My real problem is that I’m also an organisation nerd and for the last year I have been frustrated with trying to find a way to catalogue my patterns. My big problem, apart from the sheer volume, is that they exist in paper envelopes within a filing cabinet, magazines within lever arch binders and digital pdfs/tutorials on my computers hard drive.
I started by saving images of the envelope front and back in folders on my hard drive and having the folders display in thumbnail form with an image of my choice. This worked ok for a while but there is no good way to organise them in multiple categories and it’s impossible to search for “vogue summer dress that I bought last week” or “that handbag tutorial I saw on Sew Mama Sew 7 months ago and I saved somewhere deep within the depths of my hard drive”.
I did a bit of research online for software solutions, I knew what I wanted the program to do but it was kind of hard to search for. I wanted to be able to open a program, go to a category, like “bags” and see all my bag patterns, or type a few key words like “dress”, “summer”, “Simplicity” and have images of the patterns that matched pop up for me to see, then maybe I could even click on the one I wanted and it would tell me where that pattern existed in my little sewing world, filing cabinet or the destination folder on my computer. Sigh, is that such a big ask?
What I needed was some sort of database program, but I wanted an easy solution, and preferably cheap/free. I don’t own the top level super expensive Office that contains Access and while the Linux OpenOffice was ok (and free), it wasn’t perfect. I’m no tech dummy, I like to think I’m pretty good with computers but buggered if I was going to learn the Linux coding to get it to do exactly what I wanted. The next best sounding program I came across was Bento, ohh it was pretty looking, but I’m not a Mac convert (and probably never will be) and the Windows equivalent, FileMaker Pro, was a far too expensive at $453.64 + gst, more than 6 times the cost of Bento ($71.82 + gst).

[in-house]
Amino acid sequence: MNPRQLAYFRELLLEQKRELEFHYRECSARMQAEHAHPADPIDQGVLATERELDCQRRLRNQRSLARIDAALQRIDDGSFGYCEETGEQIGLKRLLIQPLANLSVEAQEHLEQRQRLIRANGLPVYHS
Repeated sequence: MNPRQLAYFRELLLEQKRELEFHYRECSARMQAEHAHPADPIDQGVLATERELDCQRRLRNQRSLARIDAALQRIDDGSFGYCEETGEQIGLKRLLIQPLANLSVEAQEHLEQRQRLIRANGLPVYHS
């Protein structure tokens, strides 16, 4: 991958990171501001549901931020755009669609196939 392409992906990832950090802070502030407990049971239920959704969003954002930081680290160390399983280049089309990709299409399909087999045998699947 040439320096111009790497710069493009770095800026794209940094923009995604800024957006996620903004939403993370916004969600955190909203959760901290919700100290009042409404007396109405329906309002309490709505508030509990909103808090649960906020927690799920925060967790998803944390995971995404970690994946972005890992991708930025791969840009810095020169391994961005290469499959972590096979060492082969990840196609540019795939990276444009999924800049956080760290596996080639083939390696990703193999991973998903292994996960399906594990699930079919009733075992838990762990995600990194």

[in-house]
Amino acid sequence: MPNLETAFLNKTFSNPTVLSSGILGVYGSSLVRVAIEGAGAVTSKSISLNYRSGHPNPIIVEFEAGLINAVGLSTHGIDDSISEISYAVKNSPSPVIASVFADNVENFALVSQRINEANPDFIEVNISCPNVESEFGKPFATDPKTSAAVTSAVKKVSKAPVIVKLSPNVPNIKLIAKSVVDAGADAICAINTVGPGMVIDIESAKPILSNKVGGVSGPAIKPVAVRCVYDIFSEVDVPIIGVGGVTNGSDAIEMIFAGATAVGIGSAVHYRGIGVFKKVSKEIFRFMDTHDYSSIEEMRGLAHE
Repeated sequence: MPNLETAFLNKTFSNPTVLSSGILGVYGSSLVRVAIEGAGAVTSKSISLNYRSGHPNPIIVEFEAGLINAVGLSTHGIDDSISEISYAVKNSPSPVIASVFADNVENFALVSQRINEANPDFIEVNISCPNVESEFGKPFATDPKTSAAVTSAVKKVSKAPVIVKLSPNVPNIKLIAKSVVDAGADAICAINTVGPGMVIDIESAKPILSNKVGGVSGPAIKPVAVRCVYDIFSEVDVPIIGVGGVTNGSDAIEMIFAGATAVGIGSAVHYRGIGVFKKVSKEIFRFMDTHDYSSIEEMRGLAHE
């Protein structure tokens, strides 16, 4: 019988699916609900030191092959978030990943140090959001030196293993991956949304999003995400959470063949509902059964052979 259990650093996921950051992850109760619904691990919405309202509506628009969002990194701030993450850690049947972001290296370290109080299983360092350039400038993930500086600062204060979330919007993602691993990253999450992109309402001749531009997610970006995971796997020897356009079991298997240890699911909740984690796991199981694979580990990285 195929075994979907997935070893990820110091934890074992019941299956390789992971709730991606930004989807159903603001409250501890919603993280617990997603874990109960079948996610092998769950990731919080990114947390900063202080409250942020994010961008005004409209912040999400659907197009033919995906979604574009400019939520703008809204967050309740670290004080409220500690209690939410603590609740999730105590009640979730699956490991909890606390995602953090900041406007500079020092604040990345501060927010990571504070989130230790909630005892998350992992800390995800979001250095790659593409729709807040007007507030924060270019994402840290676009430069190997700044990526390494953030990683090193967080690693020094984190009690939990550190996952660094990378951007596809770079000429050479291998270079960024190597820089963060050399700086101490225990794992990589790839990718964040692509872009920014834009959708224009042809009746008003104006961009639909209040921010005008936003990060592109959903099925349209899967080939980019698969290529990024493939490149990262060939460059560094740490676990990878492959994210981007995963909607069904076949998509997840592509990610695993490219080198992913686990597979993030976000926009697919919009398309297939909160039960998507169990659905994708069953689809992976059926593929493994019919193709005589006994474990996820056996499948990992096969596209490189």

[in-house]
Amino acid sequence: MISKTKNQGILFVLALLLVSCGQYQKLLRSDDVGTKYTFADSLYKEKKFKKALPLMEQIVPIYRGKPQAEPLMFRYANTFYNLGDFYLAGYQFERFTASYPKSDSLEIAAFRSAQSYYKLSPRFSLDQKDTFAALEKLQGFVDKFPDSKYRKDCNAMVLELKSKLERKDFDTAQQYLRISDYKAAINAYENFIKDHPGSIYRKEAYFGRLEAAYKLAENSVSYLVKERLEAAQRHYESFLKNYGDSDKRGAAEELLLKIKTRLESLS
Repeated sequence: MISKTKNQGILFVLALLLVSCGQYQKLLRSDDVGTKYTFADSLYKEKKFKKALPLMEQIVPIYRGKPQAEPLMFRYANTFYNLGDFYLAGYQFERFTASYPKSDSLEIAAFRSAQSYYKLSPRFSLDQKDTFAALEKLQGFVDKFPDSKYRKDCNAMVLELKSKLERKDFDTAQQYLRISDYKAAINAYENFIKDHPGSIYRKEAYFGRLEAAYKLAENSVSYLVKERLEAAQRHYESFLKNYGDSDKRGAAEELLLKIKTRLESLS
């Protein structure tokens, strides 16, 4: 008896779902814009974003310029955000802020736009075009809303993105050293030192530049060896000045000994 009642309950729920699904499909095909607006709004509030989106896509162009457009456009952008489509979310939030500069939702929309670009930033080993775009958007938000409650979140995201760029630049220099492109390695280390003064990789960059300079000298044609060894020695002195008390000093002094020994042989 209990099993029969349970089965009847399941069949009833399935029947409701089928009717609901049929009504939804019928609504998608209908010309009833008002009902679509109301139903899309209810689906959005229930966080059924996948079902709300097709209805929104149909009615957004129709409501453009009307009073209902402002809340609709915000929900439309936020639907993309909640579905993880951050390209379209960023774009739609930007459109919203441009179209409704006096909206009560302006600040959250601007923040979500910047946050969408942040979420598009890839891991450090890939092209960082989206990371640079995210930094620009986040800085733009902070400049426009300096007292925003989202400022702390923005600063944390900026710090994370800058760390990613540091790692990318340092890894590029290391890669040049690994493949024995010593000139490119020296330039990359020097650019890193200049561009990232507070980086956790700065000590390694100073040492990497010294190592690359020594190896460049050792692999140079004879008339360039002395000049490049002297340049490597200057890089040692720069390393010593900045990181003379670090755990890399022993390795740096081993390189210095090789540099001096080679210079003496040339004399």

It all got a bit too hard so to be honest it wasn’t high on my list of fixes and so I struggled on (I know, I’m a survivor, how did I ever cope?). That’s when, out of the blue, Vanessa came to my aid. She said, “Hey, check out this program called Evernote!” So I did, and it was perfect…well, close enough, if I had an iPhone, Windows or Android mobile I’d be even happier because that would make it portable. Imagine standing in the fabric shop holding the PERFECT bolt of fabric for that dress pattern you bought last year. Now, how many meters of fabric did it need? And didn’t it need a zipper and a couple of buttons too? Interfacing? Well that’s ok, whip out your mobile phone, launch Evernote and find it. Done.
The Evernote website has some great video tutorials and heaps of information to get you started. It can do so much more than I can possbily ramble on about here so go and check it out.
Random non-sewing thought: It would even be great for your recipe collection, and you could just scan them in because Evernote can search within images for text.
There are some restrictions for a free account, you have a limited amount of data you can upload each month (but this can be increased for a small fee) but to be honest, by the time I reach my monthly limit I’m sick of cataloguing and need a break anyway. It’s taken me about 3 months on-and-off to get everything entered and organised just how I like it but I’m pretty happy with my new pattern database and when I get my next mobile (Android please!) I’ll be able to go to the fabric store with all my patterns in my pocket.
EDIT 03/03/10: I now use Evernote to keep track of my fabric stash, see how I take my nerdyness to the next level here.
EDIT: 15/01/11: Check out my brief Android app review here.